The Representative Town Meeting will meet at 8 p.m. tonight (Monday, May 7) in Fairfield Warde High School to begin deliberations on a $251.9 million municipal budget for 2012-13.

At the legislative body's April meeting, the Republican caucus proposed an across-the-board 2 percent cut to reduce the proposed spending plan by $4.4 million.

Department heads were busy this week taking another look at their spending requests to see what a 2 percent reduction in their proposals would mean to their departments.

Board of Education, $148.6 million budget

Superintendent of Schools David Title: "To reach the approximately $3 million cut, as we did last year, we would expect that approximately 80 percent of this cut would in be personnel/staffing.

"To reach a cut of approximately $2.4 million in staffing (along with a $600,000 cut in non-personnel areas) we would need to eliminate approximately 25 to 30 certified positions (those holding teacher certification) and approximately 10 to 20 non-certified positions. While I cannot state exactly what programs or services would be cut or reduced, I can say this reduction would significantly degrade the quality of the educational program for the Fairfield public schools, especially because our enrollment continues to grow."

Fairfield Public Library, $4.4 million

Karen Ronald, director: "We are considering closing the library during the week and weekends."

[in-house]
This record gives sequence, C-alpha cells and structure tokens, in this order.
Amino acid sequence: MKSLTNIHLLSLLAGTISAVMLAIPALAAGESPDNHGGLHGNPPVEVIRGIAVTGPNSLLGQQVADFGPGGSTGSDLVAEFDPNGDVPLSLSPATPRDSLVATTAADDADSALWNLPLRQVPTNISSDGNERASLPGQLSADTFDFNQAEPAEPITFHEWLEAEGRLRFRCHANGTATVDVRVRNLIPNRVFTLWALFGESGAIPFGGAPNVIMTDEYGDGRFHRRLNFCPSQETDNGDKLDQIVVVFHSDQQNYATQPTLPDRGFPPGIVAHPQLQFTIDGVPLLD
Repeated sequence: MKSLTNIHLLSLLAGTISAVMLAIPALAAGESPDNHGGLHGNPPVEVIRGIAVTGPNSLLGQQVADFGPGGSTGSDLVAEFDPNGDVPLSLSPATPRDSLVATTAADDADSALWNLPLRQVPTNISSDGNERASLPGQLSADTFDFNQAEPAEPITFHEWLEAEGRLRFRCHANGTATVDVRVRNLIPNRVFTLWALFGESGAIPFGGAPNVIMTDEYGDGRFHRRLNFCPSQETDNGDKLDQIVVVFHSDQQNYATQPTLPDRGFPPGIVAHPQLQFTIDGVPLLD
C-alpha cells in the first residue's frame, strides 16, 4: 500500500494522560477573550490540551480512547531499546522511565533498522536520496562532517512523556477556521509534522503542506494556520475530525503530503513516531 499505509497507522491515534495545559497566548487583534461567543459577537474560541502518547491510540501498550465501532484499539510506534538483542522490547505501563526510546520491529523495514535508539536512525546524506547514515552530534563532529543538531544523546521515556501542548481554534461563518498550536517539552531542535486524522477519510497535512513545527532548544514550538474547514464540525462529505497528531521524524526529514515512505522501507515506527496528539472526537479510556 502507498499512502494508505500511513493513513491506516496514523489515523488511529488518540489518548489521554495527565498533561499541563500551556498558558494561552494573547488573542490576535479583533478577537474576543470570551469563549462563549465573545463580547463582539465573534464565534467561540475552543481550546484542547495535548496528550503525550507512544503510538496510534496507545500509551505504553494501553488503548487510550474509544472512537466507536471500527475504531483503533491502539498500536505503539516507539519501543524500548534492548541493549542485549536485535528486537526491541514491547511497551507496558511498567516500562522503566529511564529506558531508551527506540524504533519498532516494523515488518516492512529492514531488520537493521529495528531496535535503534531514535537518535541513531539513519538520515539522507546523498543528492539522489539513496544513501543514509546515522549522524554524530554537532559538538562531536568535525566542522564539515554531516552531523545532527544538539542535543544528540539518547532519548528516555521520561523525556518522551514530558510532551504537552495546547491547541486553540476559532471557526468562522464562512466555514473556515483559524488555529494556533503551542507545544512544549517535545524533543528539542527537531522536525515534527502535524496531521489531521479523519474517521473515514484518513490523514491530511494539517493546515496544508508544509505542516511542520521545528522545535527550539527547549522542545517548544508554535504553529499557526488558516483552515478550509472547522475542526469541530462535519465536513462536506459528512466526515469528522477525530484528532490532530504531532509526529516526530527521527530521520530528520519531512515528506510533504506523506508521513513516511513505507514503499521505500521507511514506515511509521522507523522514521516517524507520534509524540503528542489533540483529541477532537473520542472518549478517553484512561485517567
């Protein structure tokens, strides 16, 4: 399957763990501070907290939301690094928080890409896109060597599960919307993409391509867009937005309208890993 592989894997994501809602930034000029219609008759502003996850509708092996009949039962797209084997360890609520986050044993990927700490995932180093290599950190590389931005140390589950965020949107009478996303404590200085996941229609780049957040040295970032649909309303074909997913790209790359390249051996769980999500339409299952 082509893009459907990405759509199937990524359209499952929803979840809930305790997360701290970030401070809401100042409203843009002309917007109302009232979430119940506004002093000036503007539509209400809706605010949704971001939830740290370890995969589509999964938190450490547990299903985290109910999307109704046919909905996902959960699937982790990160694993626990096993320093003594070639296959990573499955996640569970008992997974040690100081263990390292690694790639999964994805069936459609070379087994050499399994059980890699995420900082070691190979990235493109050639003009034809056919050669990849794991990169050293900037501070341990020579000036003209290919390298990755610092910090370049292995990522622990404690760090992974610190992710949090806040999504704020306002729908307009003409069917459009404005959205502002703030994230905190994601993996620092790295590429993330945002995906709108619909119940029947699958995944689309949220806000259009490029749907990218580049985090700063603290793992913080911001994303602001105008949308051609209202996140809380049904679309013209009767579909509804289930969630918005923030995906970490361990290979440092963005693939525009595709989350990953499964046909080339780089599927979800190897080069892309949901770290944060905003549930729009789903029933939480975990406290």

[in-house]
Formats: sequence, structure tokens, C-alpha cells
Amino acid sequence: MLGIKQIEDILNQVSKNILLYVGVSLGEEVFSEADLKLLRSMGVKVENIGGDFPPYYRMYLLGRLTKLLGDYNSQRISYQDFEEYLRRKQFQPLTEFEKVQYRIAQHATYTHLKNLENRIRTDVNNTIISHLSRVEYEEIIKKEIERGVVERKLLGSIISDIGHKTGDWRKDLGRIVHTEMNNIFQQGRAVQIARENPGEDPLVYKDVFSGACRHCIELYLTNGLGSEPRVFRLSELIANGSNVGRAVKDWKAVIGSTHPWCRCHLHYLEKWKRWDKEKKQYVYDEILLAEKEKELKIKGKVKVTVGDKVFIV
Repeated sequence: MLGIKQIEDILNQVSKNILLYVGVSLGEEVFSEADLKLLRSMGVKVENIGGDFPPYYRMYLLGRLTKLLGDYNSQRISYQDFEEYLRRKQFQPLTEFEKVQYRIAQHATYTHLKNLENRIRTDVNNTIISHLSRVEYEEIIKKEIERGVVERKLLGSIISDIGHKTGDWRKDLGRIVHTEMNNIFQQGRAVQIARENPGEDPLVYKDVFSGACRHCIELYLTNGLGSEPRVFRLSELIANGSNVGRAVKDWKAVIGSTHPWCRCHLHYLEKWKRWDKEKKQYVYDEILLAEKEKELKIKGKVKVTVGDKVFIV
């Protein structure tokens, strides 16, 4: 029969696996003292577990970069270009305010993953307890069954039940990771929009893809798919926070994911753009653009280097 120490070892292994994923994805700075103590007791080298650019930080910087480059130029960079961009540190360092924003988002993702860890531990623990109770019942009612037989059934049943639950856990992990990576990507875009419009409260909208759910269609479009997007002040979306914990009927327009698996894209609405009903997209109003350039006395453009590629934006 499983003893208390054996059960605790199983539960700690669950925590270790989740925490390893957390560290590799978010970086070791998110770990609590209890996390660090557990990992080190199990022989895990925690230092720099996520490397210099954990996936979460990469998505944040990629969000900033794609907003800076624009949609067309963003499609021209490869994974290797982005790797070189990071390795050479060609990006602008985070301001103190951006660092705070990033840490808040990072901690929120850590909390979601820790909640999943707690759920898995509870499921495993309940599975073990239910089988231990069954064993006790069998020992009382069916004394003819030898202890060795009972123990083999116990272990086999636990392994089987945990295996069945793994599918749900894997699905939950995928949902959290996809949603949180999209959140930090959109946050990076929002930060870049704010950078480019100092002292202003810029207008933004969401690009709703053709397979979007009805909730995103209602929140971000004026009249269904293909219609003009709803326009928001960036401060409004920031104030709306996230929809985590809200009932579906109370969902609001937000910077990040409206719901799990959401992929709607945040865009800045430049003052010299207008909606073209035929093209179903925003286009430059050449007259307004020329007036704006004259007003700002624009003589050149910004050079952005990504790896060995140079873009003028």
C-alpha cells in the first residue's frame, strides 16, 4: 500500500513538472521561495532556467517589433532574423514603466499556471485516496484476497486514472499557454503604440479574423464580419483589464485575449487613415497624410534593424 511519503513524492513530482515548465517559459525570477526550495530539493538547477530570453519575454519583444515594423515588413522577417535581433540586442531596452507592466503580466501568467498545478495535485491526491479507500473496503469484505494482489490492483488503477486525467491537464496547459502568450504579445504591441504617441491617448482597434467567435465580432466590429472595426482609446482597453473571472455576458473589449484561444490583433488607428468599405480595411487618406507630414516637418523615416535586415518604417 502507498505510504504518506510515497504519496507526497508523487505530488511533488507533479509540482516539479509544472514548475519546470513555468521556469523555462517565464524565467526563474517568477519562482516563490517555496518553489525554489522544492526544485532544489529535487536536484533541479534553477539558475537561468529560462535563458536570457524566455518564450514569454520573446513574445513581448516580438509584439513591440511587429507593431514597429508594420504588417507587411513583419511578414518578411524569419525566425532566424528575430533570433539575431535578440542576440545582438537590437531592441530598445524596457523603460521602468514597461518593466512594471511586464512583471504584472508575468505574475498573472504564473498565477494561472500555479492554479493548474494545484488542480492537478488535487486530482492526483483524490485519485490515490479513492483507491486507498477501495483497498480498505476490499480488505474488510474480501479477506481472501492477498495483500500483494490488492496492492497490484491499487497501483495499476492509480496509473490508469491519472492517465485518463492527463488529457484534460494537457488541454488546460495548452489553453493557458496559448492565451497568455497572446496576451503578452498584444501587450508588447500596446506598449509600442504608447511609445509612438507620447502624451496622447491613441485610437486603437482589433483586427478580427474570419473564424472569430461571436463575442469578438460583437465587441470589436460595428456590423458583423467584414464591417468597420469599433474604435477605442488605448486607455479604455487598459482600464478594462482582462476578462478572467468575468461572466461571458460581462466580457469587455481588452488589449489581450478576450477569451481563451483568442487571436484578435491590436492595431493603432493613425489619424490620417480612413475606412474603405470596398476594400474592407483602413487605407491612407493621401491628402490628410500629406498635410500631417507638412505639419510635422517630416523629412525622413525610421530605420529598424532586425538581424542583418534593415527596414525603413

Department of Public Works, $15.4 million operations budget

Richard White, director: "My largest budget is DPW operations and the cut is just over $300,000 on a $15 million budget. First, is it important to note that if you take out the $1 million for paving that was transferred from the non-recurring capital account (where it was previously bonded) to this year's operating budget, the budget actually decreased 1.8 percent so the effect of this additional 2 percent cut will be a 3.8 percent reduction from last year.

"Obviously, the workload and citizens' expectations have not decreased. We haven't finalized our reductions but the majority will come from equipment (backhoes, trucks, etc.) that we planned on replacing because of their age, mileage and condition. Assuming they stay functional this year they will obviously be requested again next year along with other additional equipment that exceeds its useful life."

Police, $14.7 million

Chief Gary MacNamara: "We are still looking at the services we provide to see where we could cut."

The department would need to trim about $300,000; its 2012-13 budget request is 0.6 percent lower than its current budget.